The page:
Photo credit: Tamra Hays
It began as a contest to reduce trash among sixth-grade classrooms in Boston's Mill Pond School, but now kids, parents, and teachers alike are rethinking the role of waste in their lives.
In late April, 200 sixth-graders from six classes signed up to compete to produce the least amount of garbage. The winners managed to throw out a mere one-third of what their class previously discarded by recycling and composting the rest.
"My hope is a lot of these habits will stick and hopefully last forever," says Brooke Hauser, the science and world geography teacher who came up with "Trim Your Trash" in the first place. "We can all take action and we can all make a difference even if we start small."Now, one parent has volunteered to study how much cafeteria food is thrown away by students in order to figure out how to reduce waste. The Student Council has also volunteered to pay for hand dryers, using donations from parents and community members, in the sixth-grade bathrooms to cut down on paper-towel waste.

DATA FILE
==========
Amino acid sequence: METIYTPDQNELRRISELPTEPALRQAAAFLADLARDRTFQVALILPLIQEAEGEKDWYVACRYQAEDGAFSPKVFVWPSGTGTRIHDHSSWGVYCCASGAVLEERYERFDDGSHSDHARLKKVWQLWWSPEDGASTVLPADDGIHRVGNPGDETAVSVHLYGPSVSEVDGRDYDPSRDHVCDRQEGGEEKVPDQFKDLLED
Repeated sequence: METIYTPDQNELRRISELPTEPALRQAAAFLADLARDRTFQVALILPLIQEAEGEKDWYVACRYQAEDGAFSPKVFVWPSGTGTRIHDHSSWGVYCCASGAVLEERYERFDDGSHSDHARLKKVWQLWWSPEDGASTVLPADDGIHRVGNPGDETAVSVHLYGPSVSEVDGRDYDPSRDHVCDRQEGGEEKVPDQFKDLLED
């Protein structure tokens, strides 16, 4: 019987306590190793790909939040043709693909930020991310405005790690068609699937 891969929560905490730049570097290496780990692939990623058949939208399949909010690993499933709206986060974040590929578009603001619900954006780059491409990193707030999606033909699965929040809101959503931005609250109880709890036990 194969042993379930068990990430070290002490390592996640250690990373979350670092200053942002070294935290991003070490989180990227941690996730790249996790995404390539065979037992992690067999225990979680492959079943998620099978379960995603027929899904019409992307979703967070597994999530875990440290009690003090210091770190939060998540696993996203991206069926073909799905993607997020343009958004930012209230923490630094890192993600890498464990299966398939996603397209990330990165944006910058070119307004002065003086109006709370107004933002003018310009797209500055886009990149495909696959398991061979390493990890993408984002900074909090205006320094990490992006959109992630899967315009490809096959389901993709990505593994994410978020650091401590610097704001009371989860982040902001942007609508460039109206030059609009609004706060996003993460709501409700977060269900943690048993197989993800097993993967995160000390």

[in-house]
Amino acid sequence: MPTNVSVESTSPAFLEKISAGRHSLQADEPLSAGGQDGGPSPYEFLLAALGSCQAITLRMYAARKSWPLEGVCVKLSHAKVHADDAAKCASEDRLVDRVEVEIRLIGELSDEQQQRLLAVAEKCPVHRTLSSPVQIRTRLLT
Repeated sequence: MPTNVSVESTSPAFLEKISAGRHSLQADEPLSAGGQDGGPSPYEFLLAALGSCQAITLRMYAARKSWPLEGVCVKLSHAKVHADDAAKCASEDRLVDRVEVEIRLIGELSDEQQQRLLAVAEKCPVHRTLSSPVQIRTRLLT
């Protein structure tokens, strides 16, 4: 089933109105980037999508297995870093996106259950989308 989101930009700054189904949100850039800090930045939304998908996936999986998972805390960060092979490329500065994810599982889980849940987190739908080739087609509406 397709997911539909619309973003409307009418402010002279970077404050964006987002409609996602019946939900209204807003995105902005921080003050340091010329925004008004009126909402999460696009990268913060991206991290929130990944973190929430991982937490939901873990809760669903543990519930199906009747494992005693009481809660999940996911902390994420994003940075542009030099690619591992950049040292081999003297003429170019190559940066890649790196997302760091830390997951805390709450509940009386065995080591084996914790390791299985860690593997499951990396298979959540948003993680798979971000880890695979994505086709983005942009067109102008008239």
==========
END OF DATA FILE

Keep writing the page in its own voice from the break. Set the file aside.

"It can be a little something that can make a big difference," says Student Council adviser Sheila Labriola, a sixth-grade language arts and social studies teacher. "It just trickles down," she said. "Who's to say it's not going to become a great thing that will be vetted throughout the school?"
Hauser has managed to get students conserving by changing some everyday habits, such as using both sides of a sheet of paper, saving outdated fliers in a scrap drawer for reuse, placing food scraps in a compost bin behind the school, as well as collecting bottles and cans for recycling.
"We've been digging in the trash to pull out the garbage" that can be recycled, says 12-year-old Katherine Nazzaro, who made a thank-you note for the principal out of recycled school notices. "I kind of hope it won't just end this year, and even in 50 years when Miss Hauser retires," she said, "I still want people to continue the Green Team."
One other positive side effect this contest has had: Improving the kids' diets. "We're all bringing in fruits and vegetables instead of junk," Katherine said.
From the mouths of babes. :: The Boston Globe